Huang, Y.-T., Lowe, D. J., Churchman, G. J., Schipper, L. A., Cursons, R., Zhang, H., … Cooper, A. (2016). DNA adsorption by nanocrystalline allophane spherules and nanoaggregates, and implications for carbon sequestration in Andisols. Applied Clay Science, 120, 40–50. http://doi.org/10.1016/j.clay.2015.11.009
Permanent Research Commons link: https://hdl.handle.net/10289/10000
This study provides fundamental knowledge about the interaction of allophane, deoxyribonucleic acid (DNA), and organic matter in soils, and how allophane sequesters DNA. The adsorption capacities of salmon-sperm DNA on pure synthetic allophane (characterised morphologically and chemically) and on humic-acid-rich synthetic allophane were determined, and the resultant DNA–allophane complexes were characterised using synchrotron-radiation-derived P X-ray absorption near-edge fine structure (XANES) spectroscopy and infrared (IR) spectroscopy. The synthetic allophane adsorbed up to 34 μg mg⁻¹ of salmon-sperm DNA. However, the presence of humic acid significantly lowered the DNA uptake on the synthetic allophane to 3.5 μg mg⁻¹ by occupying the active sites on allophane so that DNA was repulsed. Both allophane and humic acid adsorbed DNA chemically through its phosphate groups. IR spectra for the allophane–DNA complex showed a chemical change of the Si–O–Al stretching of allophane after DNA adsorption, possibly because of the alteration of the steric distance of the allophane outer wall, or because of the precipitation of aluminium phosphate on allophane after DNA adsorption on it, or both. The aluminol groups of synthetic allophane almost completely reacted with additions of small amounts of DNA (~ 2–6 μg mg⁻¹ ), but the chemical adsorption of DNA on allophane simultaneously led to the formation of very porous allophane aggregates up to ~ 500 μm in diameter. The formation of the allophane nano- and microaggregates enabled up to 28 μg mg⁻¹ of DNA to be adsorbed (~ 80% of total) within spaces (pores) between allophane spherules and allophane nanoaggregates (as “physical adsorption”), giving a total of 34 μg mg⁻¹ of DNA adsorbed by the allophane. The stability of the allophane–DNA nano- and microaggregates likely prevents encapsulated DNA from exposure to oxidants, and DNA within small pores between allophane spherules and nanoaggregates may not be accessible to enzymes or microbes, hence enabling DNA protection and preservation in such materials. By implication, substantial organic carbon is therefore likely to be sequestered and protected in allophanic soils (Andisols) in the same way as demonstrated here for DNA, that is, predominantly by encapsulation within a tortuous network of nanopores and submicropores amidst stable nanoaggregates and microaggregates, rather than by chemisorption alone.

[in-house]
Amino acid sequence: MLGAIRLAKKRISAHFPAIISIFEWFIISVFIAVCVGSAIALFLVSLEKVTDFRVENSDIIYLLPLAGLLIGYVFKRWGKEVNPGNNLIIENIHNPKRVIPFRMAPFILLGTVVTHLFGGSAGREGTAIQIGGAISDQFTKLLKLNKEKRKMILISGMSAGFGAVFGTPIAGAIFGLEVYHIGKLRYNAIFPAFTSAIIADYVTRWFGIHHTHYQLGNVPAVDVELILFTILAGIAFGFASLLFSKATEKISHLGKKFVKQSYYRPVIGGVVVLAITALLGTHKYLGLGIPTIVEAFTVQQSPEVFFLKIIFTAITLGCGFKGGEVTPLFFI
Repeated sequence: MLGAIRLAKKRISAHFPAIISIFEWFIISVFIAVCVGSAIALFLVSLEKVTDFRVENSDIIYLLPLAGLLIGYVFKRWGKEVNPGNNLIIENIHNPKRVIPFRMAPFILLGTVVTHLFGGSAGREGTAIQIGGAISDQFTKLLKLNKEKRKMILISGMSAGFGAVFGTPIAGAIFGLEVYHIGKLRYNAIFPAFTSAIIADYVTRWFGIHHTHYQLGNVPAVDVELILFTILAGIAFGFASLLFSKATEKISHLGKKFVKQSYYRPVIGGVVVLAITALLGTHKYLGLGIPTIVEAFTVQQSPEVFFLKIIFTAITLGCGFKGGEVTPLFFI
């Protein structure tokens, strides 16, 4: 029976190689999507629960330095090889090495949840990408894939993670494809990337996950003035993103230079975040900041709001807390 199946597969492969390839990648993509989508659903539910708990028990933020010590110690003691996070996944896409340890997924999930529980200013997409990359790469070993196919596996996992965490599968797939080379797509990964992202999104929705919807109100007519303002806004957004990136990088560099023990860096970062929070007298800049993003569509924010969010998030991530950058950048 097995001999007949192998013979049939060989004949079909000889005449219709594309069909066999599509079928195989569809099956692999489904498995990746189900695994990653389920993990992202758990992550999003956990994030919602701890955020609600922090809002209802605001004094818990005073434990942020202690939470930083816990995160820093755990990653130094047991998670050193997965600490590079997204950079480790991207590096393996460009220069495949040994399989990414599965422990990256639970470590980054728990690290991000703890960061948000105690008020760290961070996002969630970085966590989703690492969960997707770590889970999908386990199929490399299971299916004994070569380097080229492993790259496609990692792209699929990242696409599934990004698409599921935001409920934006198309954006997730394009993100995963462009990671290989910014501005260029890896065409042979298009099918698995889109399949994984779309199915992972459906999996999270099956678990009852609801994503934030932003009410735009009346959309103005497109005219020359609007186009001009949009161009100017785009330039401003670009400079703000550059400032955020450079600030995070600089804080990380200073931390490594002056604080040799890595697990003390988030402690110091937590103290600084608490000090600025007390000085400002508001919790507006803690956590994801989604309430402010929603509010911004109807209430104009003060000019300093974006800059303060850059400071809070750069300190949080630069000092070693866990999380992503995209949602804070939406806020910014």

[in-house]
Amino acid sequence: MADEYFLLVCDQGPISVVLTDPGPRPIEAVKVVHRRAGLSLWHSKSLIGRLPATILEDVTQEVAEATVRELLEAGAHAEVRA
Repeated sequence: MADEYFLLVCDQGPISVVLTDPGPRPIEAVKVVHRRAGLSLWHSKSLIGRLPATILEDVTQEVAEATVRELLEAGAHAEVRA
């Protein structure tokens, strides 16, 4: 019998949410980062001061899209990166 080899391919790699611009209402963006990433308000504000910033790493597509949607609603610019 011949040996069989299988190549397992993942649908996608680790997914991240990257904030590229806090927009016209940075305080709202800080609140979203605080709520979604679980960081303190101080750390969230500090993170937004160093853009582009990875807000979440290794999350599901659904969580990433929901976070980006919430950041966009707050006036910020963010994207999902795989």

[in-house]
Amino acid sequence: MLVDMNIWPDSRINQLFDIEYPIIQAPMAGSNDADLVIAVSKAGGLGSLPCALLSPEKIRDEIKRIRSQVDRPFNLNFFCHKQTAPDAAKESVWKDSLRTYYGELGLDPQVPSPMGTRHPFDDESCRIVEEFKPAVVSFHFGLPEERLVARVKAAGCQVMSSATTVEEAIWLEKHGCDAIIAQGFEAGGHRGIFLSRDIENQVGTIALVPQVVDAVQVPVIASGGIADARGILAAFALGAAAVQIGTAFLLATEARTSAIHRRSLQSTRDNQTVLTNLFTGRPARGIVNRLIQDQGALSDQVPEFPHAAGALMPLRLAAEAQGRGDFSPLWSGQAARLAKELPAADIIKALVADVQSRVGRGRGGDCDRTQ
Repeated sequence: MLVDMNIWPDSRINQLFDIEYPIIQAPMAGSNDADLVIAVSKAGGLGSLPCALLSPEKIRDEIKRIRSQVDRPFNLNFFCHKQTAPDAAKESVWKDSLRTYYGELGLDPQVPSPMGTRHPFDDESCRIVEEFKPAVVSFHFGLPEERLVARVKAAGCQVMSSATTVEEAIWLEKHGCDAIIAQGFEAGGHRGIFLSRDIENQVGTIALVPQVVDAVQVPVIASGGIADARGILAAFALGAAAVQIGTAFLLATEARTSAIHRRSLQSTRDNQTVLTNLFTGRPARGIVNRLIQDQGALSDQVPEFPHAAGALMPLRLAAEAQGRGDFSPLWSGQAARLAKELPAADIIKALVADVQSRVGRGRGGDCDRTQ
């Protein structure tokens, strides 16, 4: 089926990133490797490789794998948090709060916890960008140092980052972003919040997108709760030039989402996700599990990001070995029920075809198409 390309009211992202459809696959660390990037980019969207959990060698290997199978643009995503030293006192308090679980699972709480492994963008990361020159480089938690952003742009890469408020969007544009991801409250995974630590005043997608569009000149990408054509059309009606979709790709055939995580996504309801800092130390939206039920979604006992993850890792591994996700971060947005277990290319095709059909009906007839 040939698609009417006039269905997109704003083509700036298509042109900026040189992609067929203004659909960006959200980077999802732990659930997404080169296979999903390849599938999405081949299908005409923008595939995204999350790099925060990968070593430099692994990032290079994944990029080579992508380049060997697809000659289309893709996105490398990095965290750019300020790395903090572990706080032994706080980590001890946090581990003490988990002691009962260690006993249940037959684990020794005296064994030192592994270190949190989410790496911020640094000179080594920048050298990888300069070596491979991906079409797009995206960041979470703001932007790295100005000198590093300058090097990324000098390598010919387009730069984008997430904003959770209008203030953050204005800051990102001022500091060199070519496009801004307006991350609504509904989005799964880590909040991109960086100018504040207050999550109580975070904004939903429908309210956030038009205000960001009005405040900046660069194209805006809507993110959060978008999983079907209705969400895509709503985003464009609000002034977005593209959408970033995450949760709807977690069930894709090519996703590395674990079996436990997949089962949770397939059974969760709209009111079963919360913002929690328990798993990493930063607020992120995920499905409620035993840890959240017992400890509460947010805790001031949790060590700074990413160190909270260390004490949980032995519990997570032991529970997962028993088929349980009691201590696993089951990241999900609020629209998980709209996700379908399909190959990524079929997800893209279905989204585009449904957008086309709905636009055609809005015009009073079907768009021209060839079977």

This is an author’s accepted version of an article published in the journal: Applied Clay Science. © 2016 Elsevier B.V.